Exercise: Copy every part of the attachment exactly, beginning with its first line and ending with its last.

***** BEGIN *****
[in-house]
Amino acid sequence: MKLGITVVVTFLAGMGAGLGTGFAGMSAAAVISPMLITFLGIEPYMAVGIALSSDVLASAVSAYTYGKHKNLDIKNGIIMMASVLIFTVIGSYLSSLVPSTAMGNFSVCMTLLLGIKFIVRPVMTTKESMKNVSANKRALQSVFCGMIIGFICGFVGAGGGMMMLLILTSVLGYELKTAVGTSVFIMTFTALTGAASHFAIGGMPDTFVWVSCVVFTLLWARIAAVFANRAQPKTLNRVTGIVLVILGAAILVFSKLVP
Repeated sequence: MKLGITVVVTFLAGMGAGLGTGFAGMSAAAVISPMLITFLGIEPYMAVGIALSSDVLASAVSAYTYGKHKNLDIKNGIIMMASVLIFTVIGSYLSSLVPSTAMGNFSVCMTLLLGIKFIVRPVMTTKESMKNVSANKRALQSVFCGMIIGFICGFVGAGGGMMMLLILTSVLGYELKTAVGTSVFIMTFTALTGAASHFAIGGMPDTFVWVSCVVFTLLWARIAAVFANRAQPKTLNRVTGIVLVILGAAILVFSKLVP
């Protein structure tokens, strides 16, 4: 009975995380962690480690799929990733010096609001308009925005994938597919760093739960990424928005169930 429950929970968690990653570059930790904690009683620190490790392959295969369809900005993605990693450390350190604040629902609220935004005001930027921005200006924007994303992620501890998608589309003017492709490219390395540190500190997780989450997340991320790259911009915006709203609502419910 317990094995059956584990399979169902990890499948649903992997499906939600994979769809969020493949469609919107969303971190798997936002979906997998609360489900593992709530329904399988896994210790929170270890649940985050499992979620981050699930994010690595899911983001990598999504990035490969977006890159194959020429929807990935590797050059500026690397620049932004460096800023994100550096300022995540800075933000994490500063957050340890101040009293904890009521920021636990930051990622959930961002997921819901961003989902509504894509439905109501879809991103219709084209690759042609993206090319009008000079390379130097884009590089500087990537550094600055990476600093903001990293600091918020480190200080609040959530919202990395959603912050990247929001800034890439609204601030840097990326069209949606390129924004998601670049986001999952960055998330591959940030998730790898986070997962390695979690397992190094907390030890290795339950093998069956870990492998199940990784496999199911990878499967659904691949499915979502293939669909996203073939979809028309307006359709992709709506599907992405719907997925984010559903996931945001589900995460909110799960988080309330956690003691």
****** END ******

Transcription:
[in-house]
Amino acid sequence: MKLGITVVVTFLAGMGAGLGTGFAGMSAAAVISPMLITFLGIEPYMAVGIALSSDVLASAVSAYTYGKHKNLDIKNGIIMMASVLIFTVIGSYLSSLVPSTAMGNFSVCMTLLLGIKFIVRPVMTTKESMKNVSANKRALQSVFCGMIIGFICGFVGAGGGMMMLLILTSVLGYELKTAVGTSVFIMTFTALTGAASHFAIGGMPDTFVWVSCVVFTLLWARIAAVFANRAQPKTLNRVTGIVLVILGAAILVFSKLVP
Repeated sequence: MKLGITVVVTFLAGMGAGLGTGFAGMSAAAVISPMLITFLGIEPYMAVGIALSSDVLASAVSAYTYGKHKNLDIKNGIIMMASVLIFTVIGSYLSSLVPSTAMGNFSVCMTLLLGIKFIVRPVMTTKESMKNVSANKRALQSVFCGMIIGFICGFVGAGGGMMMLLILTSVLGYELKTAVGTSVFIMTFTALTGAASHFAIGGMPDTFVWVSCVVFTLLWARIAAVFANRAQPKTLNRVTGIVLVILGAAILVFSKLVP
């Protein structure tokens, strides 16, 4: 009975995380962690480690799929990733010096609001308009925005994938597919760093739960990424928005169930 429950929970968690990653570059930790904690009683620190490790392959295969369809900005993605990693450390350190604040629902609220935004005001930027921005200006924007994303992620501890998608589309003017492709490219390395540190500190997780989450997340991320790259911009915006709203609502419910 317990094995059956584990399979169902990890499948649903992997499906939600994979769809969020493949469609919107969303971190798997936002979906997998609360489900593992709530329904399988896994210790929170270890649940985050499992979620981050699930994010690595899911983001990598999504990035490969977006890159194959020429929807990935590797050059500026690397620049932004460096800023994100550096300022995540800075933000994490500063957050340890101040009293904890009521920021636990930051990622959930961002997921819901961003989902509504894509439905109501879809991103219709084209690759042609993206090319009008000079390379130097884009590089500087990537550094600055990476600093903001990293600091918020480190200080609040959530919202990395959603912050990247929001800034890439609204601030840097990326069209949606390129924004998601670049986001999952960055998330591959940030998730790898986070997962390695979690397992190094907390030890290795339950093998069956870990492998199940990784496999199911990878499967659904691949499915979502293939669909996203073939979809028309307006359709992709709506599907992405719907997925984010559903996931945001589900995460909110799960988080309330956690003691």